All of the latter three sites did multiple things wrong:
1. Fail to compete with competitors
3. Fail to build a community
Issue 1 manifested itself differently for each site. Xanga couldn't keep up with LiveJournal, which not only arrived on the scene after Xanga but out-innovated them as well. MySpace was a clusterfuck of design and functionality that got stale while Facebook was improving constantly. Digg ignored the hell out of its users and simply had nothing compelling vs Reddit.
Also, none of the sites pulled in people and kept them. The narrative for MySpace users was that people were becoming "friends" with hundreds of people who they did not know. It doesn't take a genius to realize that this essentially invalidates the whole point of a social network. Xanga never got a large audience and also suffered from the same problem of anonymous users. Digg? Digg never even really tried. Shouts were pathetic.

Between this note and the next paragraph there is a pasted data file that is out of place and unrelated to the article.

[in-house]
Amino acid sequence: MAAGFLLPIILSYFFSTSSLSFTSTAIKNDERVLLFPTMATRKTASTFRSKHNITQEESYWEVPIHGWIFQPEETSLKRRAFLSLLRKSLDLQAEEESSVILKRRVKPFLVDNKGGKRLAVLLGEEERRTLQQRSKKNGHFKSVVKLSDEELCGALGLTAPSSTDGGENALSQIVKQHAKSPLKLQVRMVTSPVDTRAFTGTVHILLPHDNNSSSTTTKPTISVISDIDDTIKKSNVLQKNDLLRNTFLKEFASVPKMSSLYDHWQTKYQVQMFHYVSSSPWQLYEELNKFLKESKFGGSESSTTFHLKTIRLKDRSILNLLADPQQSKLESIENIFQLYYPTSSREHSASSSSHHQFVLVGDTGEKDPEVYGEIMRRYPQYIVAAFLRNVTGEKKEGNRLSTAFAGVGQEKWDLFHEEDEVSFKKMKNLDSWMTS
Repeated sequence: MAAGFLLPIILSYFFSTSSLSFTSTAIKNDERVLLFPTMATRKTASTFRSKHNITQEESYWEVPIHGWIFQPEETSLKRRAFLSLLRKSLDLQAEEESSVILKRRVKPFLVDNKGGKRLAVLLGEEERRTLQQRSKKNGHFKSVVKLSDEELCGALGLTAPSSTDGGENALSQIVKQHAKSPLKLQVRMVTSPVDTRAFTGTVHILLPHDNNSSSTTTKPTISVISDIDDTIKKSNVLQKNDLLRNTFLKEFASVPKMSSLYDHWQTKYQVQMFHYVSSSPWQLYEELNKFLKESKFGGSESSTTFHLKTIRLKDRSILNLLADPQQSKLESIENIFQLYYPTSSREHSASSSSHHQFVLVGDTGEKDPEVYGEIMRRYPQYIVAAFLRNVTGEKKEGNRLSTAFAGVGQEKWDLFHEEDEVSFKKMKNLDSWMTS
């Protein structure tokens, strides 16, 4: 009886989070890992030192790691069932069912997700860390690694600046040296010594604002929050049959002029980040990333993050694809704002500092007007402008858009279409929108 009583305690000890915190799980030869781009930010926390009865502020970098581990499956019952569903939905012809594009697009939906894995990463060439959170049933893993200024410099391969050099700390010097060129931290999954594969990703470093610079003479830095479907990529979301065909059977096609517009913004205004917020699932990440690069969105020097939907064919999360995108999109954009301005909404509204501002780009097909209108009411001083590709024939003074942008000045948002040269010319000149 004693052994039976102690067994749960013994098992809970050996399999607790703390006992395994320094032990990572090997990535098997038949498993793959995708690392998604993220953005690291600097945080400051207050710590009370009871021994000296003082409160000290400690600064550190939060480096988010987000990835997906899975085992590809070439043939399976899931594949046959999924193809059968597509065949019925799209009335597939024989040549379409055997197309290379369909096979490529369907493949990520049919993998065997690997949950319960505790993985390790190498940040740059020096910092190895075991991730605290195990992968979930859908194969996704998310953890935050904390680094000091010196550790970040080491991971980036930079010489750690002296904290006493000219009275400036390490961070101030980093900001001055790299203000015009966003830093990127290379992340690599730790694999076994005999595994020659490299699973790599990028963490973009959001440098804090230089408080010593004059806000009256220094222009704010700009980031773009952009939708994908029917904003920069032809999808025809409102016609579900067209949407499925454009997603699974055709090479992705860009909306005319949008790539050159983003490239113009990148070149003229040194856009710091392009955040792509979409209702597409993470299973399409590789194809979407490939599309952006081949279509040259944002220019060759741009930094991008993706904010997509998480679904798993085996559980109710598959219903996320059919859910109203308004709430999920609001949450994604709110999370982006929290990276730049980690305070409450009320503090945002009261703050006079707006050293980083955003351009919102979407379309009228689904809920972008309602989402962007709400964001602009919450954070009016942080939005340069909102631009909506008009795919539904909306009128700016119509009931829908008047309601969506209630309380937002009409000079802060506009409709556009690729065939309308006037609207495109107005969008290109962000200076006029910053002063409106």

Facebook solved these problems. While MySpace appeared to do nothing after News Corp acquired them, Facebok kept changing the site in a very public way--and even when they got negative publicity (e.g. privacy settings), they made sure that people knew they were actively developing the site. Additionally, users on Facebook know the people in their network, and users are constantly given a reason to come back (communicate with your friends! apps! interact with companies!). Faceboook survived because they made it clear that they are the best game in town.